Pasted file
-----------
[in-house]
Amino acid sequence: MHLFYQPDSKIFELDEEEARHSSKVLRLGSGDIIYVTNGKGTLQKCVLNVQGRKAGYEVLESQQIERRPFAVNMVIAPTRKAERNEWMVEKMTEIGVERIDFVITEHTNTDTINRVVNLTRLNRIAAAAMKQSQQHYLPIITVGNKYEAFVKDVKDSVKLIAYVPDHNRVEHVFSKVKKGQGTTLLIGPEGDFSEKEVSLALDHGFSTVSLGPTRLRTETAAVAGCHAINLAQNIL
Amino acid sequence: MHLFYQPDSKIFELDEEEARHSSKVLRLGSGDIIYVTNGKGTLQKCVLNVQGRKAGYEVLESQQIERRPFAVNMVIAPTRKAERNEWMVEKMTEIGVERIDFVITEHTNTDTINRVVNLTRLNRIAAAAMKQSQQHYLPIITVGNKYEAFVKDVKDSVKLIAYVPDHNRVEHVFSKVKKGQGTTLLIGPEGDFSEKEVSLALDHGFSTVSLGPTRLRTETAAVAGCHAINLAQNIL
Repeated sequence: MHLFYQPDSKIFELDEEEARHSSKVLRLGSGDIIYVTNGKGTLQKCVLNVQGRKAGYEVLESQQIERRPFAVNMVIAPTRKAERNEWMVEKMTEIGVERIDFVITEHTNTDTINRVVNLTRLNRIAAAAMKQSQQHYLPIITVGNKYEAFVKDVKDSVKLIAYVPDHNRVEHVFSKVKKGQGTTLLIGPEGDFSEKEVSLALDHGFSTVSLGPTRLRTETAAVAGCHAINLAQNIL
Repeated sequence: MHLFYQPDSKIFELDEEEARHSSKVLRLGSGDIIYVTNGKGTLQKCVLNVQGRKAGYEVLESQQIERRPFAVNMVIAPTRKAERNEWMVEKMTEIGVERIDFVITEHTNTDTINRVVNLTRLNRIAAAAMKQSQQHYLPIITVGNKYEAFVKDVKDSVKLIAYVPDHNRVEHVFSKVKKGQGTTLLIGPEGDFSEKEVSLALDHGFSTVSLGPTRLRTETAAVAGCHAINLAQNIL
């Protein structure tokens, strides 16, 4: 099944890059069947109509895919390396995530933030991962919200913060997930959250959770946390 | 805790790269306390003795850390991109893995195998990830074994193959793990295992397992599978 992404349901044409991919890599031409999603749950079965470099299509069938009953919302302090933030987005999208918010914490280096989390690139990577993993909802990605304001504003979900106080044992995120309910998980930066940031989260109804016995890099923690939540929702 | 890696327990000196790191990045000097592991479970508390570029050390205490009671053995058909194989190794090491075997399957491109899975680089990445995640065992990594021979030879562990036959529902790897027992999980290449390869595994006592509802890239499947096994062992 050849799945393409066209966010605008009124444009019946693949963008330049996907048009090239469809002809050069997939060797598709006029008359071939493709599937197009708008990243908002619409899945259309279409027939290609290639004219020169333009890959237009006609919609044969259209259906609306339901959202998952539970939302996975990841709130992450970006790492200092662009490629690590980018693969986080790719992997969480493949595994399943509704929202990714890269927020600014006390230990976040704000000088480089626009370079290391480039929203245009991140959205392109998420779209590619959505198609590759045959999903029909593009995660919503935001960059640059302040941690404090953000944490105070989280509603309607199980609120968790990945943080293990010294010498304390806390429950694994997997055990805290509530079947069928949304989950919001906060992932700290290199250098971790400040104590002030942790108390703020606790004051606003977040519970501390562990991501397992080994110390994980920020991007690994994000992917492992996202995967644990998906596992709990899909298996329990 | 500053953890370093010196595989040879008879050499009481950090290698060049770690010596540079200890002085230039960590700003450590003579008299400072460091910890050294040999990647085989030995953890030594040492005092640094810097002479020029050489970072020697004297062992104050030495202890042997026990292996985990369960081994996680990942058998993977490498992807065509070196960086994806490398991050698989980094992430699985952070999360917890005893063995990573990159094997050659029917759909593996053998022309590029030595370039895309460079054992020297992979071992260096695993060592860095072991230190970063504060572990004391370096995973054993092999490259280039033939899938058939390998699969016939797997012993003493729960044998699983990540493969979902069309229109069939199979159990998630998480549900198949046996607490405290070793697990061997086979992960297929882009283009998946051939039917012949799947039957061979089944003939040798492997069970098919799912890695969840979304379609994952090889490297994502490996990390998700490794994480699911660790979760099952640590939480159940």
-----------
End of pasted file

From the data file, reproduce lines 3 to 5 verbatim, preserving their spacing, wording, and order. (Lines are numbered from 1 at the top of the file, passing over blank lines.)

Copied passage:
Amino acid sequence: MHLFYQPDSKIFELDEEEARHSSKVLRLGSGDIIYVTNGKGTLQKCVLNVQGRKAGYEVLESQQIERRPFAVNMVIAPTRKAERNEWMVEKMTEIGVERIDFVITEHTNTDTINRVVNLTRLNRIAAAAMKQSQQHYLPIITVGNKYEAFVKDVKDSVKLIAYVPDHNRVEHVFSKVKKGQGTTLLIGPEGDFSEKEVSLALDHGFSTVSLGPTRLRTETAAVAGCHAINLAQNIL
Repeated sequence: MHLFYQPDSKIFELDEEEARHSSKVLRLGSGDIIYVTNGKGTLQKCVLNVQGRKAGYEVLESQQIERRPFAVNMVIAPTRKAERNEWMVEKMTEIGVERIDFVITEHTNTDTINRVVNLTRLNRIAAAAMKQSQQHYLPIITVGNKYEAFVKDVKDSVKLIAYVPDHNRVEHVFSKVKKGQGTTLLIGPEGDFSEKEVSLALDHGFSTVSLGPTRLRTETAAVAGCHAINLAQNIL
Repeated sequence: MHLFYQPDSKIFELDEEEARHSSKVLRLGSGDIIYVTNGKGTLQKCVLNVQGRKAGYEVLESQQIERRPFAVNMVIAPTRKAERNEWMVEKMTEIGVERIDFVITEHTNTDTINRVVNLTRLNRIAAAAMKQSQQHYLPIITVGNKYEAFVKDVKDSVKLIAYVPDHNRVEHVFSKVKKGQGTTLLIGPEGDFSEKEVSLALDHGFSTVSLGPTRLRTETAAVAGCHAINLAQNIL